Low interest rates and added regulation designed to head off another global financial crisis has made it more expensive and complicated to run a banking operation these days. Gone are the heady days when banks were building 200 new brick and mortar locations a month in the U.S. market, leading up to the market top in 2008, when there were 100,000 bank branches in the U.S.—35 for every 100,000 adults, twice as many, per capita, as Germany.
Today, lenders are cutting back. Since the financial crisis, banks have closed an average of three branch offices a day, and the pace has picked up. In the first half of 2017, a net of 869 brick-and-mortar bank branches shut their doors.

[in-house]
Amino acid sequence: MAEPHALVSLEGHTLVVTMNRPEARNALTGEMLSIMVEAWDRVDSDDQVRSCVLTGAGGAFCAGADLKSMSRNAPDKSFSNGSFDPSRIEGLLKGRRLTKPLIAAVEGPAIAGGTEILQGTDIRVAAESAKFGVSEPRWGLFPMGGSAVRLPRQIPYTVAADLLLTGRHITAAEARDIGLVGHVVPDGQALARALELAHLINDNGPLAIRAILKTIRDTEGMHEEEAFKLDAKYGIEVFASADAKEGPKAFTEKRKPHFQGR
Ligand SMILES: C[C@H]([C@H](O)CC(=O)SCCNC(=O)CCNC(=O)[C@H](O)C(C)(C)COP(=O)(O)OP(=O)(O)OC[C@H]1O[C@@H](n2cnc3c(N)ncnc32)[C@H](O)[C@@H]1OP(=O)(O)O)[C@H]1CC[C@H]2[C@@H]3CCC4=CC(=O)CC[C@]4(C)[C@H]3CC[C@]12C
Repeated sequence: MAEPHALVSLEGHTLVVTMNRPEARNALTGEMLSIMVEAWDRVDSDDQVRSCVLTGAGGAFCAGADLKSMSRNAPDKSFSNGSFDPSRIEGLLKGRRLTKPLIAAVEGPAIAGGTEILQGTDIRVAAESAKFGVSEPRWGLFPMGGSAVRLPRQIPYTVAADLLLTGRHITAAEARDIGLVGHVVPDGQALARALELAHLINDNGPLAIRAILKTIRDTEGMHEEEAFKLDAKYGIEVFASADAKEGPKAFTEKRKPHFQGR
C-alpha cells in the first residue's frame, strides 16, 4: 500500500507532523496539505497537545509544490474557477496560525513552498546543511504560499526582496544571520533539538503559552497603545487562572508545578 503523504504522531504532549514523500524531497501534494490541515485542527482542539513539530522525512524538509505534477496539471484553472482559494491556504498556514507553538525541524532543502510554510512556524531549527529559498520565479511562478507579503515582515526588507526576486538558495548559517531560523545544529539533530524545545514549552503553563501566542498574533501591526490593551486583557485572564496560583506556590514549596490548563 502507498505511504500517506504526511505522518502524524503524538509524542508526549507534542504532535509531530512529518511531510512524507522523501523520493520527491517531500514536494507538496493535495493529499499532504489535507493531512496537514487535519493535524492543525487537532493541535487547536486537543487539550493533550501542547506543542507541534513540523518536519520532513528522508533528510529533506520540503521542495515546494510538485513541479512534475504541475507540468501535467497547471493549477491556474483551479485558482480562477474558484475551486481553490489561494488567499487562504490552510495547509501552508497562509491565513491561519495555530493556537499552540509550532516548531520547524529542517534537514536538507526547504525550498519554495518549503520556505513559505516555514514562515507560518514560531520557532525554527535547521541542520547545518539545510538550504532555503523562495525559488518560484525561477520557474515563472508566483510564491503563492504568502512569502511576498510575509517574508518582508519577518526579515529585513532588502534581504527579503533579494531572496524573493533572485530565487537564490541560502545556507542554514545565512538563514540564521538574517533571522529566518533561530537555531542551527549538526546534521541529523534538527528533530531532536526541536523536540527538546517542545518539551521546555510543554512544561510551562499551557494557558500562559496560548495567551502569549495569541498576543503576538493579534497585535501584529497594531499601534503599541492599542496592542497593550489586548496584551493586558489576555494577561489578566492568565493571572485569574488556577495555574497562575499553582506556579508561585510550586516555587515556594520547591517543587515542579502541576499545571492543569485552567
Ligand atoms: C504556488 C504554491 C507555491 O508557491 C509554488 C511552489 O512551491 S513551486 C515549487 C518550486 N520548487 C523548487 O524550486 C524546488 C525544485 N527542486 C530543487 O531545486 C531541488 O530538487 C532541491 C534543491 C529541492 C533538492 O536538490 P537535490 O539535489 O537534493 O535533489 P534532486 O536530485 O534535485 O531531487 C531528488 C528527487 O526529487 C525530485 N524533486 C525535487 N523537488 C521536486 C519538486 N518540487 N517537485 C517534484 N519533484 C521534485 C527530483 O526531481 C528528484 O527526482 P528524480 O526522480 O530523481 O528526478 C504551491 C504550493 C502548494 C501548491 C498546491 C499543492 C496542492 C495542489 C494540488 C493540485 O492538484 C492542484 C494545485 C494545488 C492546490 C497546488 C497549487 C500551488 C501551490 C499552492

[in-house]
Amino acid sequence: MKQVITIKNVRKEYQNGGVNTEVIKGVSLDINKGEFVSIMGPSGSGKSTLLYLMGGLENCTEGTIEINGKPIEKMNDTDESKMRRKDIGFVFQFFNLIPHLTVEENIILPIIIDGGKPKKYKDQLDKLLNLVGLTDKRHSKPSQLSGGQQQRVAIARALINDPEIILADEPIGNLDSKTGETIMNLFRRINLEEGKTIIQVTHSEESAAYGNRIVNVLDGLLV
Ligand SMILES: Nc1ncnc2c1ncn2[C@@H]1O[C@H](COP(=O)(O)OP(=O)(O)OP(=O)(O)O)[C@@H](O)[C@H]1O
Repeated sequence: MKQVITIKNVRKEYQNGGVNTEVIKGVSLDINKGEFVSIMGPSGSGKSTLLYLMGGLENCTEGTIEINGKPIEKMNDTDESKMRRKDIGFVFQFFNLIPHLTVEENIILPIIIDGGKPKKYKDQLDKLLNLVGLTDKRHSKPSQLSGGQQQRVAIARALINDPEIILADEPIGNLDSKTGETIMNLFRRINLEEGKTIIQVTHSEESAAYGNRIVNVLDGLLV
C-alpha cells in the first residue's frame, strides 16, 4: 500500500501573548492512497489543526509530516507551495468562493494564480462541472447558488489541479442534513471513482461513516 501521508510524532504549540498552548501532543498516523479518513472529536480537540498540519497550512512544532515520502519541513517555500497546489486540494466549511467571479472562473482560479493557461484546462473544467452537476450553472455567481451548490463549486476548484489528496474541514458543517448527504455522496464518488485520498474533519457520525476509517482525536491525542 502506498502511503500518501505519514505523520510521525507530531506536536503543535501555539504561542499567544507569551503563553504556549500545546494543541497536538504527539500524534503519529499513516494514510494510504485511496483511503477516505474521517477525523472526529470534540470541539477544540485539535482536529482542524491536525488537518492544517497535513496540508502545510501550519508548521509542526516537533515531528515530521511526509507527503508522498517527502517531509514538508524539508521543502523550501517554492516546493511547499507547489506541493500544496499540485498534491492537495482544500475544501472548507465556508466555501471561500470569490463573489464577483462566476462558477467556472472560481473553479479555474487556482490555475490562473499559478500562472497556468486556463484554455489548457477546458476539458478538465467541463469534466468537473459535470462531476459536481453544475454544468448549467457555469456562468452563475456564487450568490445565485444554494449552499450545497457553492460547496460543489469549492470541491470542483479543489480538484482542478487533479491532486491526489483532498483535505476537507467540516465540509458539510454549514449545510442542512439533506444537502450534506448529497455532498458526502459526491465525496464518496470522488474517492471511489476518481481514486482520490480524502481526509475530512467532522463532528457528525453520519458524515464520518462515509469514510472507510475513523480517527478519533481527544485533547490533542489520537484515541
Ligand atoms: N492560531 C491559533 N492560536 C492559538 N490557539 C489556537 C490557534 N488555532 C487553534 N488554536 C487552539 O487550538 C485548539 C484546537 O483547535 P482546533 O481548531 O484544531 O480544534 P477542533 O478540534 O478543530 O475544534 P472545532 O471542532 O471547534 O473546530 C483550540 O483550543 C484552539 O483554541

Community organizations have noted that much of the cutback has occurred in areas where less-wealthy people live, and in rural areas there are now more than 1,100 “banking deserts” in the U.S.—defined as places where consumers have to drive at least ten miles to the nearest bank branch. At the other end of the spectrum, half of Americans, chiefly from wealthier neighborhoods, live within one mile of their nearest bank.
The lack of banking locations hits small businesses and homeowners the hardest, since many of their lines of credit are dependent on relationships. The local banker knows them and their character, even if their balance sheets might not be spotless. A study in 2014 found that when branches close, new small business lending falls by 13% in the surrounding area. In low-income areas, the impact comes in at something closer to 40%.
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